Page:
What gave me the drive again recently came from an interesting source. In late March and early April were back-to-back team tournaments in San Antonio and Mexico City. LSV posted a power rankings article for both events, ranking the pro teams that would be playing in those tournaments. Both times my squad â€“ the team of myself, Shaheen Soorani and Pascal Maynard â€“ were ranked near or at the bottom of the list. I'm not saying he was wrong to rank us where he did, but I wasn't happy with being near the bottom of the list, regardless. I was even less happy with the description of me that â€śplayers with big wins often take their foot off the gasâ€ť which implies that I've just coasted along this year without really trying. I have worked just as hard this year at Magic as I did last year, and that big tournament win of Worlds happened seven months ago. Seven months is well past the time frame where â€śtaking your foot off the gasâ€ť can even apply anymore. However, you can put your foot harder on the gas, and this was the catalyst I needed to turn up the gas higher.
I desperately wanted to crush those team tournaments to prove the rankings wrong, but things didn't work out as planned. In both team events, our team was in Top 4 contention deep in the tournament and in both tournaments we had multiple win-and-ins that we lost. We lost four win-and-ins in two events in back-to-back weekends and that stung. Not only did we fail to prove the rankings wrong, but we had phenomenal starts turn into disappointing finishes.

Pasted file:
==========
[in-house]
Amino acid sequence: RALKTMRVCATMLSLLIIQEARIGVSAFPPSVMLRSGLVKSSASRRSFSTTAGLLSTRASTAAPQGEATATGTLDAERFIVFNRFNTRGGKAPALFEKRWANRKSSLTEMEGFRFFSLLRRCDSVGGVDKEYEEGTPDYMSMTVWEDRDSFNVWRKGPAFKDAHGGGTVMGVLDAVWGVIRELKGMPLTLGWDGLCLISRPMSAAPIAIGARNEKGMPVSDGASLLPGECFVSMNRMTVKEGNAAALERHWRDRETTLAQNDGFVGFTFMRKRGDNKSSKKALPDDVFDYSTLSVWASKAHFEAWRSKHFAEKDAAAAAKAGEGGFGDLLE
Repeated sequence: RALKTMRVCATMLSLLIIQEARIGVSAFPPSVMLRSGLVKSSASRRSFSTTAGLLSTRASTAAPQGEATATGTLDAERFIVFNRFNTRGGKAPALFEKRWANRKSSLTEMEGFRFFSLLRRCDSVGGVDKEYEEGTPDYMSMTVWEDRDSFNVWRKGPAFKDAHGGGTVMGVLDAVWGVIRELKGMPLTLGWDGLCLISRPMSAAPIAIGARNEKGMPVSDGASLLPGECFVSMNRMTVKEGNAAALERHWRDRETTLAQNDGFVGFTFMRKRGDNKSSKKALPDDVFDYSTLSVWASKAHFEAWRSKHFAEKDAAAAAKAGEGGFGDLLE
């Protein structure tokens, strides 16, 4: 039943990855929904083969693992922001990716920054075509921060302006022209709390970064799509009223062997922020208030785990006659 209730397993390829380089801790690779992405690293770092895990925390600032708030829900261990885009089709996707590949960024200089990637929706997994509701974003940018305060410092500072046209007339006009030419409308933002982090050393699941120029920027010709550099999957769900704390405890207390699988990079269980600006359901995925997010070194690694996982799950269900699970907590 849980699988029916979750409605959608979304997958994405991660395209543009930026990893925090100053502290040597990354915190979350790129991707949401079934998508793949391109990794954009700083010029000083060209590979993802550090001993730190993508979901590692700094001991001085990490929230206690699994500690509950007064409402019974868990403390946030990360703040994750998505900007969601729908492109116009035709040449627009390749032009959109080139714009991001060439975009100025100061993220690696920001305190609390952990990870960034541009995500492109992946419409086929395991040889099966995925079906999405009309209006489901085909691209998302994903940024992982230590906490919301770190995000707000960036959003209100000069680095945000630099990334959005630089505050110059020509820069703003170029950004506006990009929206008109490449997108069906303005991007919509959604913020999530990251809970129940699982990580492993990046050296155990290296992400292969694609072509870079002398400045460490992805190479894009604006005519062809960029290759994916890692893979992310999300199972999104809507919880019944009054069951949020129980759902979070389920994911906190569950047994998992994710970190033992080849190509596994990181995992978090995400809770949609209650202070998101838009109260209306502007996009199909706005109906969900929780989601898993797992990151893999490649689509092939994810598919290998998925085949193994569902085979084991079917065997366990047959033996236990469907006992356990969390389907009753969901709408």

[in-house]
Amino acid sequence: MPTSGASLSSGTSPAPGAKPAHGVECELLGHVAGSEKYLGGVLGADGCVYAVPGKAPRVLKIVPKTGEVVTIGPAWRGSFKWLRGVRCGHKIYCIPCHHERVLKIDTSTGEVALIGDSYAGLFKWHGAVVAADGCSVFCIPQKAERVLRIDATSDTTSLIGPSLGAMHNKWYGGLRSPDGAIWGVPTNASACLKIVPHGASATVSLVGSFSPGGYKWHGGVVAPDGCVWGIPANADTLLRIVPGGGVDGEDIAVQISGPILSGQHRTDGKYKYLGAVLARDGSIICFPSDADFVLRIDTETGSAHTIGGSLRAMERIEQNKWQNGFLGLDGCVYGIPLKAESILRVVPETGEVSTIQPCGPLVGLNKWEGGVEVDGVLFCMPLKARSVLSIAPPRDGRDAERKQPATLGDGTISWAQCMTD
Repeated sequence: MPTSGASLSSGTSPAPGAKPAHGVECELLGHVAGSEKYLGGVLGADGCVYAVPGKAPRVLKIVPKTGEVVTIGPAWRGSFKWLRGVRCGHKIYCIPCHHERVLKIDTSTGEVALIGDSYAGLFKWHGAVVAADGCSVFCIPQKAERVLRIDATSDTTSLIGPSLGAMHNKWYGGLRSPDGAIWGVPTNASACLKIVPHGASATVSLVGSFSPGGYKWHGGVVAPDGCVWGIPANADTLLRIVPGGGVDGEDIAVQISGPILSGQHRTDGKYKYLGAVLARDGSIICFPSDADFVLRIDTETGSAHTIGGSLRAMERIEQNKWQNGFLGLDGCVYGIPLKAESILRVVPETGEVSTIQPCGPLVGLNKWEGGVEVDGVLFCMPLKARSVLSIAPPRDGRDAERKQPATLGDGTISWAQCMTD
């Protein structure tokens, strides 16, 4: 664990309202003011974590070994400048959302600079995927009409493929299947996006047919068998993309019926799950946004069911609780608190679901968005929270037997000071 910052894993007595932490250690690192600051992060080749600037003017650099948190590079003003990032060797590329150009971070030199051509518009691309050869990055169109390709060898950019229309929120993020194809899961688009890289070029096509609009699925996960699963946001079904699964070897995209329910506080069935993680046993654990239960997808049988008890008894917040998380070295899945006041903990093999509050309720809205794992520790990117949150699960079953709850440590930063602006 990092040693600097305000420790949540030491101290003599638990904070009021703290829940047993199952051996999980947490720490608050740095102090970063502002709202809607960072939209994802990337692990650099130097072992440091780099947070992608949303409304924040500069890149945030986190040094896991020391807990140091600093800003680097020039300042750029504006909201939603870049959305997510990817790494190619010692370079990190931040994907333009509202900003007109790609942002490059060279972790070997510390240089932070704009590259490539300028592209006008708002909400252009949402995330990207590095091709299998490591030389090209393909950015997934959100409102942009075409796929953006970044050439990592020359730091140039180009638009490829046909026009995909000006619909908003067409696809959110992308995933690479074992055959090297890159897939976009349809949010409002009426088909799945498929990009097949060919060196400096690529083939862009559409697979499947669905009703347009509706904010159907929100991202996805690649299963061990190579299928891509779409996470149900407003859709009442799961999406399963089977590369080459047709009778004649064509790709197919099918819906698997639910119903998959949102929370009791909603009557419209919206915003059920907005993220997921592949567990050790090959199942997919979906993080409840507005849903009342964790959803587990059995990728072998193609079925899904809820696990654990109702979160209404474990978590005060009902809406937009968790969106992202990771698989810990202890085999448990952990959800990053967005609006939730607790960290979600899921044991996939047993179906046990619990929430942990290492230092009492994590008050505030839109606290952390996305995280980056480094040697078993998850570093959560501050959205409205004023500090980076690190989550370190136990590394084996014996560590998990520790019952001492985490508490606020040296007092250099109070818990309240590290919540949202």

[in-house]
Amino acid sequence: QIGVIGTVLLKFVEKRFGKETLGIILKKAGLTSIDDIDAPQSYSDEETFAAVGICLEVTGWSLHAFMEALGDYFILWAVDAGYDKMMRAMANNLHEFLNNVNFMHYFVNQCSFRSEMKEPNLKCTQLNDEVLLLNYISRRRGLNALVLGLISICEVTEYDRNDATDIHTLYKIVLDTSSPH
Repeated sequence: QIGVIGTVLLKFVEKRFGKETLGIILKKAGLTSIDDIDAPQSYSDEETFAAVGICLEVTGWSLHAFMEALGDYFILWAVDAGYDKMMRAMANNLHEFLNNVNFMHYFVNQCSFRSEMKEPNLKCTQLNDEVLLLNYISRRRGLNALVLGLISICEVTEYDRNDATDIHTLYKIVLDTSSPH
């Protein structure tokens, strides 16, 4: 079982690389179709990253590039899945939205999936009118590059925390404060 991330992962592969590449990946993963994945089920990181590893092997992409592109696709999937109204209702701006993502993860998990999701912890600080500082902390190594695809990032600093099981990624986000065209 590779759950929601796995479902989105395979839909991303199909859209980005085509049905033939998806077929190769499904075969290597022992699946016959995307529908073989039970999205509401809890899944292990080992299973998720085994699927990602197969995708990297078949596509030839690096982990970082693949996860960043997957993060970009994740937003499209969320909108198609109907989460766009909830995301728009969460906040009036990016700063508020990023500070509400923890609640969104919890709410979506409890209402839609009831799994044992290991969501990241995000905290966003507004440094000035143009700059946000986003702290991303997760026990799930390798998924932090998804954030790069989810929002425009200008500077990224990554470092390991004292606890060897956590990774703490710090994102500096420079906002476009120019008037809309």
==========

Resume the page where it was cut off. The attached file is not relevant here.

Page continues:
I was out for blood at GP Richmond. Thankfully, I was given an unlikely gift to help me prepare for the event.
Amonkhet was the first set ever where Magic Online went live with the set around the same time that the set was also legal to play in paper. In the past, the Magic Online prerelease would happen about two weeks after the paper prerelease. This time around, it happened the Monday after, which was almost two full weeks earlier than normal.
This means a lot of things for competitive Magic, but what it meant for me is that I was given an early avenue to play a lot of Magic and get a leg up on testing for the Pro Tour, which in this case meant doing a ton of drafts.
I felt like the first word of every sentence, because I freaking capitalized on the early release of Amonkhet. I drafted about 10 hours a day for six days straight. I got roughly 70 drafts under my belt during that period. I became addicted to drafting Amonkhet. I actually enjoy drafting way more than playing Constructed, and I used to be a â€śLimited playerâ€ť many years ago. That has all changed in the last few years and now I'm determined to strike more of a balance again and regain my drafting skills. After a clean 70 drafts, I felt like I had a pretty solid understanding of how to draft most every color combinations, with the exception of green-blue and black-green, which I didn't win a lot with and didn't keep trying after a number of failures.